Rheumatoid Arthritis: A Caregivers Perspective
My wife, Penny, has rheumatoid arthritis, but the way I see it, being her caregiver is no different from being her husband. Caring for someone you love dearly is just a natural response. Maybe if we weren’t in a committed relationship it would be a different story, but we’ve been married for over 45 years. The commitment makes it very easy.
For many years, when I was suffering from heart disease, Penny did everything she could to make me happy. Even now, it’s a two-way street. So in many ways, I feel blessed to be in this position where I can reciprocate.
That’s not to say I don’t get frustrated on occasion. But it’s not frustration with Penny, it’s frustration with myself. Rheumatoid arthritis is a chronic condition, and more often than not, the joints become worse over time. Understanding what this means for Penny, I’ll gladly do everything I can to keep her rheumatoid arthritis from progressing. But I can’t make her pain go away—I would if I could, but I can’t.
If her condition becomes worse, it’s hard to suppress the feeling that I’ve failed in some way. I need to remind myself that this is just part of life with a chronic condition.
My advice to anyone caregiving for someone with a chronic condition is to find a way to release the frustration. For me, exercise can be tremendously helpful. Getting the muscles moving and the blood flowing brings great relief. I recently joined a gym near our new apartment—it’s been absolutely wonderful.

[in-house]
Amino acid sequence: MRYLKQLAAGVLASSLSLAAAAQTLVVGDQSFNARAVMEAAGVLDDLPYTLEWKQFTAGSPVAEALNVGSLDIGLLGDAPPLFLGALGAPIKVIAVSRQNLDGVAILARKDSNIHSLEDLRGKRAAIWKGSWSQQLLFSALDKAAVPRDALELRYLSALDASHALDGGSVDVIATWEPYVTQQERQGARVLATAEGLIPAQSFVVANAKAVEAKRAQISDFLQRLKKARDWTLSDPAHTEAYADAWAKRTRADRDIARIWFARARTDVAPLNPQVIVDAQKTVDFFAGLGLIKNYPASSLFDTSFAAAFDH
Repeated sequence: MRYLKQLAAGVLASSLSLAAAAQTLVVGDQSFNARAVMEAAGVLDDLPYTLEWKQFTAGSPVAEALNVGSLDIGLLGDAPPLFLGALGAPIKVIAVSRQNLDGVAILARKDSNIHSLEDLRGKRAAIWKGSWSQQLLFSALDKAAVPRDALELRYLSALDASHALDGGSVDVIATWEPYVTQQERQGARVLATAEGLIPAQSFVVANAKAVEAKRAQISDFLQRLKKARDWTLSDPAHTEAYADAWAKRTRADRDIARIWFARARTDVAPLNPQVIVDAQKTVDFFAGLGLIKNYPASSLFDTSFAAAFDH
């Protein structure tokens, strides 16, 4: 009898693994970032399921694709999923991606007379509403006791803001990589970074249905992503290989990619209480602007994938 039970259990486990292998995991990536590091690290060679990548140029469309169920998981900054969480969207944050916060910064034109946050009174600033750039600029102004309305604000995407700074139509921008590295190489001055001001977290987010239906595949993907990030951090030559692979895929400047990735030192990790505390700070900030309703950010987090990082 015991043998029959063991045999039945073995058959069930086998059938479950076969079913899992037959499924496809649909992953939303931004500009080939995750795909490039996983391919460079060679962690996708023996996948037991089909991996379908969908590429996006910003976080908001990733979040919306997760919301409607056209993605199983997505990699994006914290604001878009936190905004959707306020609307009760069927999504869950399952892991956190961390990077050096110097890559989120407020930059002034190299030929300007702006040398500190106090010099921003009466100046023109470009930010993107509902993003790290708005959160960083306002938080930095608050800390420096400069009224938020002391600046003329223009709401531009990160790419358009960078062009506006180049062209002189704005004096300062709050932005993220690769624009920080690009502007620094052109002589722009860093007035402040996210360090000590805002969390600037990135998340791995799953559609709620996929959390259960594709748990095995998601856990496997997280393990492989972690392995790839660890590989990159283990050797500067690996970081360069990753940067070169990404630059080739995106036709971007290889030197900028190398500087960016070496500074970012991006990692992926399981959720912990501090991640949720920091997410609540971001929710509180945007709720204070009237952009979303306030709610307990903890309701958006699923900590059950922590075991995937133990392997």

Our whole new environment has really proved to be a blessing in disguise. It’s not just the gym—it’s new shops to explore, new sights to see, and more time to do it. We’re not doing anything special. We’re just spending more time together. And it’s funny, Penny’s rheumatoid arthritis was actually one of the main reasons we moved out of our house in the first place.
Relationships can be bumpy—we’re proud of our 45 years together. I think we’ve come to realize that this is the big pay-off. There’s nothing else we want or need.
And there’s still no one whose company I enjoy more—on the good days and the bad.
Malcolm Smith lives in Kennesaw, Georgia, with his wife, Penny—and appreciates every minute of it.
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